Warren voters to decide on old brick school settlementSpecial town meeting Nov. 7
Warren — Residents heard an explanation Oct. 24 of a conditional out-of-court settlement agreement they will be asked to vote on at a special town meeting Thursday, Nov. 7.
More than 40 residents attended an informational meeting at Warren Community School, and some asked questions to help them make an informed decision on the pending matter. The meeting lasted about two hours.
"I was impressed with the quality of questioning from the public," said Glenn Aho, interim town manager, in an email Oct. 28. The idea of the informational meeting came from residents, according to Aho.
Warren has entered into a conditional settlement agreement with parties involved in a dispute over the sale of the brick school at 44 School St., according to a document posted Oct. 1 on the town website.
The proposed resolution of the dispute involves an auction of the property and division of proceeds of the sale as follows: 15 percent buyer's premium to the auction company; costs of advertising reimbursed to the town; remaining 60 percent to the plaintiff — Vixen Land Holdings LLC — and 40 percent to the town.
Town Attorney William Kelly explained how the Board of Selectmen and the town got to this point, and answered intricate questions from attendees.
"The plaintiff has the right to be the successful bidder, is that correct?" asked resident Donald Berrie.
"Yes," answered Kelly.
Plaintiff Robert Emery — on behalf of Vixen Land Holdings — could be the highest bidder, be awarded the property, pay the town 40 percent of the purchase price and take possession of 44 School St.
"Whoever purchases the building would have to comply with the town's land use codes as it presently exists," said Aho.
If approved at the town meeting, the property would be auctioned until somebody buys it, according to Kelly. "The bids are not sealed. Everyone bids openly," said Kelly.
The settlement agreement fully and finally resolves the dispute, and states that "no party admits any wrongdoing, and the settlement agreement serves to eliminate unnecessary legal expense and control settlement in a way that the select board and plaintiff find reasonable."
The settlement agreement was signed by Robert Emery and Aho on Sept. 25. The select board voted unanimously in favor of signing the settlement agreement.
The agreement states "the property shall be sold at auction, without reserve bid and as an absolute sale, to the highest bidder. The property shall be sold as is, where is, without any form of warranty, representation, disclosure or other averment or statement as to the quality, condition, and merchantability or insurability of title."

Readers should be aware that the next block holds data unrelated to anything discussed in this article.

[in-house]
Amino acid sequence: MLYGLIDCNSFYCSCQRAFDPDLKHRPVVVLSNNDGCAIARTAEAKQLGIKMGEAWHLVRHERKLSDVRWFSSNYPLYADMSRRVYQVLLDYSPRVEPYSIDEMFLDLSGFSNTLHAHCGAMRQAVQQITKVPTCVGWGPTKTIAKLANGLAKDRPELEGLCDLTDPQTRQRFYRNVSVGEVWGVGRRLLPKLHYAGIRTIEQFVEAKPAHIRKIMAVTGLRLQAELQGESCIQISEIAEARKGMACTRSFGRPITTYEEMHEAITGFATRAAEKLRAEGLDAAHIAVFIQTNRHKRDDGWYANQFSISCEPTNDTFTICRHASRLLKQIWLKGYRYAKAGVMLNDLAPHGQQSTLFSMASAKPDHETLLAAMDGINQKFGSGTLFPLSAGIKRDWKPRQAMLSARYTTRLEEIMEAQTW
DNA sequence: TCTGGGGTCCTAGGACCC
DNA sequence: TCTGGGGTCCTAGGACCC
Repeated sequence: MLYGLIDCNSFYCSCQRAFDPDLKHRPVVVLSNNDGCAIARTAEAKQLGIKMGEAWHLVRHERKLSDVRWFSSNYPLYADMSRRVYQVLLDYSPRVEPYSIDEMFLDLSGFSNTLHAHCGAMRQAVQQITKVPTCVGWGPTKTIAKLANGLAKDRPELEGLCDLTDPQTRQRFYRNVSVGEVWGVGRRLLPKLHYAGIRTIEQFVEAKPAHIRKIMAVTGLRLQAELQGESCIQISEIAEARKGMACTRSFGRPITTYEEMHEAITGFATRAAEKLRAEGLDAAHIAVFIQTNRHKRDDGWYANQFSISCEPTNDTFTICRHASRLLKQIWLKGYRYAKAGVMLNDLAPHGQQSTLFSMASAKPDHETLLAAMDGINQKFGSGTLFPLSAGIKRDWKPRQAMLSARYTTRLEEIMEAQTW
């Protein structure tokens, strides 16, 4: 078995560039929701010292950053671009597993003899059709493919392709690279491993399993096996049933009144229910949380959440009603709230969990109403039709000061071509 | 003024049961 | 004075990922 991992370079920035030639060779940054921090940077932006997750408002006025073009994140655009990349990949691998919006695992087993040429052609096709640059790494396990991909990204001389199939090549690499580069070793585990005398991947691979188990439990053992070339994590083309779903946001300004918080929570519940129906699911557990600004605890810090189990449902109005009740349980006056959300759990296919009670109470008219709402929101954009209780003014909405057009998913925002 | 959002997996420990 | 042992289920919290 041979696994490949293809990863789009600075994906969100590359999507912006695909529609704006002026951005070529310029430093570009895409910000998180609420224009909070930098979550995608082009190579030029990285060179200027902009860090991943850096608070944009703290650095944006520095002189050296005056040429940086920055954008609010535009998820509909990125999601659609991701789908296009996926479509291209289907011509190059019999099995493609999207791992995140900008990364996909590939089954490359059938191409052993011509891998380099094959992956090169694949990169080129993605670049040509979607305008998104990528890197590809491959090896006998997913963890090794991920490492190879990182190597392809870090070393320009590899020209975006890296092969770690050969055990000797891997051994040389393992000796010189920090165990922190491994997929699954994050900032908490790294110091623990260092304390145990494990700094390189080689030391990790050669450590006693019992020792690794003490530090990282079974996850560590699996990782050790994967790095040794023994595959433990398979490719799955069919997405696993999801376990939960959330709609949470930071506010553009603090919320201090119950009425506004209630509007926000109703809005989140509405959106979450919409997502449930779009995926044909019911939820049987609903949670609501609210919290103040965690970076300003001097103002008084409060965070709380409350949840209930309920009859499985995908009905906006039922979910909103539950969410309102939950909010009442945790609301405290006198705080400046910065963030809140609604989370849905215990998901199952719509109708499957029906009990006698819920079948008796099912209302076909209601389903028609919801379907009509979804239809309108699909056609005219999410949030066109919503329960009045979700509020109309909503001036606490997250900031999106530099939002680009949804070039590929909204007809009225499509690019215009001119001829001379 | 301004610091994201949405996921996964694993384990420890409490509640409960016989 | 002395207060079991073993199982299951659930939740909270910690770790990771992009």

"This proposal is not just about selling the building," said Aho. "It's more about settling an alleged breach of contract claim that has greater implications, risks, and potential liability for the town than what the building will eventually sell for," he explained.
"He [Emery] is signing off as well," said Kelly.
If the voters fail to approve the settlement agreement at the special town meeting, the agreement becomes null and void, and might return to litigation.
"Emery and Vixen are seeking damages of between $600,000 and $1.8 million," Kelly said. The damages are based on future estimated rental income from the property after improvements, or the future sale price the school would bring after being rehabilitated, according to a press release from the town Oct. 25.
If voters reject the proposed agreement and proceed to court and lose, a judge would decide the amount of damages, according to the release.
"I don't know how the community will vote, but from those who attended the meeting I think they will cast a well-informed vote," said Aho.
In fall 2010, Robert Emery — through his company Vixen Land Holdings LLC — had a purchase and sale agreement to buy the brick school from the town and planned to serve as landlord to CRC Health Group Inc. there.
In May 2011, the town told Emery the contract was null and void due to breach of contract. The town said Emery failed to secure a written commitment from a lender for the project, as stipulated in the sale agreement. However, Kelly explained that the plaintiffs had indeed provided written notice to the town that they would be buying the property in cash.
In February, a United States District court judge threw out two federal claims and one state claim of Emery's who alleged he was protected under a federal act and was discriminated against by the town of Warren.
The special town meeting will be held Thursday, Nov. 7, at 7 p.m. at Warren Community School.
Courier Publications reporter Beth A. Birmingham can be reached at 594-4401 ext. 125 or via email at firstname.lastname@example.org.
594-4401 ext. 125
Beth rejoined Courier Publications' news staff in February 2013. She previously worked at The Courier-Gazette from 1981 to 1990.
Her coverage area includes Warren, Union, Friendship, Waldoboro, Washington, and Thomaston and RSU40.
Beth has a passion for photography, and a degree from the University of Maine at Augusta, in affiliation with the Maine Photographic Workshop in Rockport.
Aside from photography, Beth enjoys running and walks along the waterfront, as well as other outdoor activities. She has a daughter, Claire, who is 13.
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